What were the best T20I innings of 2019? A collection of Wisden writers looked back at the matches to choose the year’s top knocks.
More than 300 men’s T20Is were played in 2019 and with two T20 World Cups coming up in consecutive years in 2020 (Australia) and 2021 (India), performances in T20 cricket took on greater significance as teams began to hone in on their best personnel and strategies for the format.
The last few years saw ODI batting taken up to a whole different level – a style that culminated in a World Cup win for its best exponents, England. The next frontier is T20I batting. The best batsmen in the format have always dazzled with their power and six-hitting, but the innovation that continues to happen year-on-year, and the new levels of audacity showcased reached new standards in 2019. Presumptions of what a good target is and what an improbable chase is continue to be challenged.
Here are Wisden’s picks of No.5 to No.2 of the best T20I innings of 2019:
No.5: Jatinder Singh 67*
Oman v Hong Kong
T20 World Cup Qualifier
As far as strike-rates go, this one, at 134.00 wasn’t spectacular. At a time when records can tumble like nine pins, this knock did little to disturb the big ones. What it did was seal a fighting Oman’s path to the T20 World Cup 2020 in Australia.
The rest of the batting had collapsed around him: nobody else in the top seven got to double-figures. He himself was to blame for two run-outs. But opener Jatinder Singh held firm in the qualifying play-off, seeing through a faltering start to combine with the tail for a match-winning knock. Having got to a run-a-ball 35, he cut loose starting in the 15th over with a series of reverse sweeps and switch-hits. Along with Naseem Khushi, he added 50 in the last three overs. From 42-6, Oman posted 134-7, ultimately winning by 12 runs.
Jatinder Singh in the 18th over of the match:
Is the momentum back with Oman? pic.twitter.com/Q79zFyQsNa
— T20 World Cup (@T20WorldCup) October 30, 2019
No.4: Dawid Malan 103*
England’s second men’s T20I hundred came five years after their first. Dawid Malan added 182 with skipper Eoin Morgan for the fourth wicket, the highest partnership for England in the format, and blasted them to 241-3, their highest T20I total. The carnage accelerated in the second half of the innings: 153 runs came in the last 10 overs, 76 of those in the last four.
Malan himself took a while to get going. His first run came off the fifth ball he faced, and he was 24 off 20 at the start of 11th when he decided to take on Mitchell Santner. Fearless against the spinners and powerful over cover, he brought up his half-century off 31 balls; the hundred took only another 17 more, a six over deep midwicket giving him the fastest T20I ton by an Englishman.
It got England a 76-run win, but it wasn’t enough to confirm Malan’s place in the XI.
No.3: Virat Kohli 94*
There would be no century for Virat Kohli, but his glorious 94* spearheaded the chase of a target of 208 with eight balls remaining. His first 25 balls brought only 26 runs. The next 25 added 68 in an classic display of controlled batting, but all too evident aggression.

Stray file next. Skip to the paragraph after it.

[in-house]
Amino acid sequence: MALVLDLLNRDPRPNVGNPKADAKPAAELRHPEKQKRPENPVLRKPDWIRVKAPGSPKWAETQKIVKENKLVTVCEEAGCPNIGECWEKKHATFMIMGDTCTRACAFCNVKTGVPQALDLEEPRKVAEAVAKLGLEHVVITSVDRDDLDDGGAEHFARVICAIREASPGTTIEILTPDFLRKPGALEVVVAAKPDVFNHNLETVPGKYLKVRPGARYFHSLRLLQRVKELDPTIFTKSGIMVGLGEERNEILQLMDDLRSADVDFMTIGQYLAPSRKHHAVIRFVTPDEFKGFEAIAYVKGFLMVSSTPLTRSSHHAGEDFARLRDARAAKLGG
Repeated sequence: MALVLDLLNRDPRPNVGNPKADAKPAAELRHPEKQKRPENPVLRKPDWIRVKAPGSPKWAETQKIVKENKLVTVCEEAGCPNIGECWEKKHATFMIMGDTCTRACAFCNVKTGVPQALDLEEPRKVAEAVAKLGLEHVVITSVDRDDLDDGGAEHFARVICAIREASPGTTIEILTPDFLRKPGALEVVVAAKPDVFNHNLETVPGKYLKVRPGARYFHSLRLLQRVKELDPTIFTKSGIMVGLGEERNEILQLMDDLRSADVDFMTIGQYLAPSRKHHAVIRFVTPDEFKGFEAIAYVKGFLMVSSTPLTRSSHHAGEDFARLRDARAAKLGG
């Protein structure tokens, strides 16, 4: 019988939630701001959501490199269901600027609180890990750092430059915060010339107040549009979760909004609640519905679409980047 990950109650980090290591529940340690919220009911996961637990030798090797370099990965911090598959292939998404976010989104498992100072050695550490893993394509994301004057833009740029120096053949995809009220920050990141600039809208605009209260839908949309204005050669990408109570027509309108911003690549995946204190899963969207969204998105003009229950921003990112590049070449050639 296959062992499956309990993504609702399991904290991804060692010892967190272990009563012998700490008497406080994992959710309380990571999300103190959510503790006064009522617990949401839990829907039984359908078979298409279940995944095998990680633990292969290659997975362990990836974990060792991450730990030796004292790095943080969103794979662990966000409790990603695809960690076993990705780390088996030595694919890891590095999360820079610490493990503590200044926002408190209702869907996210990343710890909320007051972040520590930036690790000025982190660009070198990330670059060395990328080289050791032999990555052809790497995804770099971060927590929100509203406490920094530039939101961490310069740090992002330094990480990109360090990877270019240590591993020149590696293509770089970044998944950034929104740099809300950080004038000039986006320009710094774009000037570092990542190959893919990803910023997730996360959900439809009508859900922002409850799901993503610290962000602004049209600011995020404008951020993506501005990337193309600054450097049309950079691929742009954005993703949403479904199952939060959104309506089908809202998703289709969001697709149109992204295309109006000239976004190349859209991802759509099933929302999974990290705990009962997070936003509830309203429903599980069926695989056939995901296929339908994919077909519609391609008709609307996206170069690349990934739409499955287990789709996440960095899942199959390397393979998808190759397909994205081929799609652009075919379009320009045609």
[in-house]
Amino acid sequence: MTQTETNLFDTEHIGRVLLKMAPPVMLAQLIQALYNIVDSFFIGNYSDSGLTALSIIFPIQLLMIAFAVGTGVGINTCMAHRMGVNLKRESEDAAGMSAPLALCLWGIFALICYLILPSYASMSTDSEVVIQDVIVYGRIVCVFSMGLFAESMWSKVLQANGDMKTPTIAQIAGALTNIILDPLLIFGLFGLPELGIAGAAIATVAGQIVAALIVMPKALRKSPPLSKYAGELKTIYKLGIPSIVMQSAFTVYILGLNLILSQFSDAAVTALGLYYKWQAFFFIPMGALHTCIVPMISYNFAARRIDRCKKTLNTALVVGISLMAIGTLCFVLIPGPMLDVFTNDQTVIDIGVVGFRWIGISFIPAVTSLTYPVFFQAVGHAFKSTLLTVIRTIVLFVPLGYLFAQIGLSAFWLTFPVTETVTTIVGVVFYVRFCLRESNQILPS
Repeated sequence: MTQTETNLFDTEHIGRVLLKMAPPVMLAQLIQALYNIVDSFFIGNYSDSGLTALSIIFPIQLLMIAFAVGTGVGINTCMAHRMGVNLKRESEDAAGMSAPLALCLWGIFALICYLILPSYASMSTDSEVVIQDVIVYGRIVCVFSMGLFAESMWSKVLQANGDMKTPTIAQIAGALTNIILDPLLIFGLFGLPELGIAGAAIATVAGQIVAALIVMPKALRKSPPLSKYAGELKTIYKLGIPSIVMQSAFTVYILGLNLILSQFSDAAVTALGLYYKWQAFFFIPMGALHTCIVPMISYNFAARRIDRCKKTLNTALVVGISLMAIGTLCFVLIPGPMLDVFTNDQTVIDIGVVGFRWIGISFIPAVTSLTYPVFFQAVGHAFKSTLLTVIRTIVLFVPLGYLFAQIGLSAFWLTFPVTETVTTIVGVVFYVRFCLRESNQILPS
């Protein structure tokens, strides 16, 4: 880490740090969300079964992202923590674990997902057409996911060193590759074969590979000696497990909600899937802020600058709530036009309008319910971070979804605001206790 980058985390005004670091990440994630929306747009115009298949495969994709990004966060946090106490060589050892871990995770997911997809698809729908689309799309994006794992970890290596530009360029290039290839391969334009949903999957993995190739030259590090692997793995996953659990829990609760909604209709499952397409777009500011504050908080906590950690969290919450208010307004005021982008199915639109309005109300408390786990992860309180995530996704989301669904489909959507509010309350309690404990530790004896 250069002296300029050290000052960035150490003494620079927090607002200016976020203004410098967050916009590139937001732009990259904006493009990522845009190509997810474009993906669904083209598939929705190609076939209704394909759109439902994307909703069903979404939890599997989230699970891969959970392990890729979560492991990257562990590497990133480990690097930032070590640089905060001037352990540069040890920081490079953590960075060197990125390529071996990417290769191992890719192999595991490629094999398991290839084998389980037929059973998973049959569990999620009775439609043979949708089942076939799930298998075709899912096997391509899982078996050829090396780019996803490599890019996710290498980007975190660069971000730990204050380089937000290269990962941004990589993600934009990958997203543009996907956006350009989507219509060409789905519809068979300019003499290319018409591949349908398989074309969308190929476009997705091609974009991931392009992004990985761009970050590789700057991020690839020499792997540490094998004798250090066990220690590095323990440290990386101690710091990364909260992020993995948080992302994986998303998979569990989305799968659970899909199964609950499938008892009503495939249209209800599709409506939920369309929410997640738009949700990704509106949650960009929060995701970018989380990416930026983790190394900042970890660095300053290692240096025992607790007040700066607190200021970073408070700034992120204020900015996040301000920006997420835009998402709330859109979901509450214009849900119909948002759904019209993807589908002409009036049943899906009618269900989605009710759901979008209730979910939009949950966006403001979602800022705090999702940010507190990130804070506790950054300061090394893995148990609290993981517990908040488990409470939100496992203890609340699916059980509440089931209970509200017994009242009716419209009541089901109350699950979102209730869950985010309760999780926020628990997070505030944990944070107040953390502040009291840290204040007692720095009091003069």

The start was scratchy. The India skipper went to swing, and missed, and missed again. He nearly chopped on. The boundaries had no timing. He railed, he stared, he scowled. At himself, the umpires, the bowlers. He initially tried to hit too hard to keep up with the required rate, but it wasn’t his style, and it wasn’t working.
“Kohli’s eyes lit up and with a swift whip of his wrists, he sent the ball soaring over deep midwicket. It was at that exact moment that it became evident the Kohli was going to win this game for India.”https://t.co/4flJD73Y9u
— Wisden (@WisdenCricket) December 7, 2019
The real turnaround came in the 15th over, bowled by Jason Holder. A shot over long-off into the stands carried him to his fifty, and the next flew past short third man. He treated Kesrick Williams, having struck him for a straight four and smacked a six over long on, to an exaggerated version of the bowler’s past celebration, mimicking writing in a notebook.
The wrists came into play, and he was all class and timing. A final beautiful off-side drive for six sealed the win.
No.2: Glenn Maxwell 113*
Glenn Maxwell‘s third T20I hundred was a reminder of the supreme short-format batsman he is – and how much more of that he can be. Coming in at 22-2 in a chase of 191 after a Virat Kohli special, he gave Australia a historic first T20I series win over India and injected confidence in the limited-overs side ahead of the 50-over World Cup.
"There was a certain madness to Maxwell’s batting, but behind the towering sixes was a calculative mind picking his options well."https://t.co/ZO3sZWumkp
— Wisden (@WisdenCricket) February 28, 2019
Variety was the hallmark of the innings. From the time his second ball took a lucky top edge for six over the wicketkeeper’s head, he showcased a combination of power, innovation, smart shot selection around the ground and quick running.
He was particularly punishing of the leg-spin of Yuzvendra Chahal; Maxwell smashed him over backward square-leg and reverse-swept over point for back-to-back sixes in the 17th over. Then, showing no deference to Jasprit Bumrah, he stole a couple of boundaries off him, and imperiously used Siddarth Kaul to near three figures. A scampered single off a Bumrah yorker took him to hundred off 53 balls, before smashing Kaul down the ground and over extra cover to win the match with two balls and seven wickets left.